Thanks to Lucy Johnson for her contributions to this report and her ongoing support of our coverage of the Belmont Plaza project.
The City of Long Beach has selected Harley Ellis Devereaux Corporation (HEDC) to provide architectural and engineering services for the rebuild of the Belmont Plaza Pool – a contract worth $7,858,731, according to a letter from the City Manager’s office dated for March 4th, 2014. That will now await what is expected to be quick turnaround on Mayoral and City Council approval, and then the new design can start to be finalized.
Read the full letter to the City Council here.
Of note, given the business climate in California, it is not a Woman-owned Business Enterprise, a Small Business Enterprise, a Long Beach business, or a Minority-owners Business Enterprise – one of the first things mentioned in the letter. Only one woman/minority-owned or small business bid, and no Long Beach bidders were in the pool of 21 firms who submitted formal proposals.
HEDC was selected among five finalists for the job based on a number of categories, including “substantial relevant experience on iconic, world-class and public facilities.” Those five were:
1. 360° Architecture
2. Cannon Design
4. Harley Ellis Devereaux
5. tBP / Behnish Achitekten
The document outlines specific reasons for why Harley Ellis Devereaux was selected, which includes a ‘team’ approach that has them working in association with Hastings + Chivetta, Roto Architects, and perhaps the United States’ best-known natatorium designer Counsilman-Hunsaker to tackle the job.
The City Council meeting will be held on March 4th at the Long Beach City Hall Council Chambers, and the public is invited to attend.
An issue that we had thought was settled was regarding a separate diving well. The local competitive aquatics community is hugely in favor of a separate indoor diving well, rather than simply putting the diving equipment at the end of the current large pool. The primary argument is the different requirements for depth, water temperature, etc. that is needed for divers and for swimmers, but the more unspoken reason probably has to do with the ability to run diving and swimming practices concurrently, and simply having more pool space. There’s also a question of installing movable flooring system, which goes back to the balance of the facility, as a public facility, between uses as a high-level, international-capable aquatics venue versus its use for the general community.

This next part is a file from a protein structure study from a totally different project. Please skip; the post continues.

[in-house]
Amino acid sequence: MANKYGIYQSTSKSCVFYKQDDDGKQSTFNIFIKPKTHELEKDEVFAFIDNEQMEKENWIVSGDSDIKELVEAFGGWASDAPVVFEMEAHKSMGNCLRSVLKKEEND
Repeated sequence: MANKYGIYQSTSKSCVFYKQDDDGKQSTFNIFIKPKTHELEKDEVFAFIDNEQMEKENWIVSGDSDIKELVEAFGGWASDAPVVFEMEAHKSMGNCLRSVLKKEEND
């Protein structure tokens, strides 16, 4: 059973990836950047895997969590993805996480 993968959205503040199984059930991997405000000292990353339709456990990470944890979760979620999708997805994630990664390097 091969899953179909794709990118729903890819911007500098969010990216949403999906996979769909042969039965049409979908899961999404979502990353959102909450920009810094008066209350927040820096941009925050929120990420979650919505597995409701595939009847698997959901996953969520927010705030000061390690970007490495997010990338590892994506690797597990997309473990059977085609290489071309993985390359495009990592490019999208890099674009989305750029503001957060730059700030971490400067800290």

The general community would have a need for a shallow-water pool, for play, for therapy, and for learn-to-swim uses. The competitive swimming and water polo communities would prefer an all-deep pool (at least 7 feet, preferably 10 feet) to meet FINA standards. The proposal calls for a study of the ‘feasibility’ of putting in a movable floor to accommodate both purposes in full – with feasibility being a euphemism for “do we want to pay for it?”
There are several options for this type of system – one is a fully movable and adjustable system, and another is a “shelving system” that allows for a more rudimentary “shelf” to be installed when a shallower pool is needed that would simply cover up the bottom 6 feet, for example, of a 10 foot pool.
If some arrangement cannot be met for a movable floor or for adjustable depths, the likely outcome is a half-shallow, half-deep pool.
More about Harley Ellis Devereaux
The firm was founded in 1908, giving it an impressive history of design, and has offices in Chicago, Detroit, Los Angeles, San Francisco, and San Diego.
Among the aquatic facilities listed on their website include:
- Community Center and Recreational Facility in Huntington Woods, Michigan (outdoor 25 yard pool)
- Occidental College de Mandel Pool (proposed new outdoor competition pool at a school that has used the same facility since 1930)
- Health, Physical Education, Dance and Aquatic Center, University of North Carolina – Greensboro (renovation and addition to PE center – including renovation of the Rosenthal Pool)
- Oaks Christian High School (Westlake Village, California – adoptive an old office building and built a 100 meter long outdoor Sotelo Aquatic Center
- Proposed Sommer Aquatic Center at Penn State, c. 2001 (we don’t believe that this new build ever happened).
They’ve also worked on several school-related and major architectural projects. While their specific expertise in indoor aquatics centers is not the broadest, their partnership with Counsilman-Hunsaker closes up that hole, and HEDC certainly has a wealth of major project design experience that will translate well to any project on the scale of Belmont (~$62 million).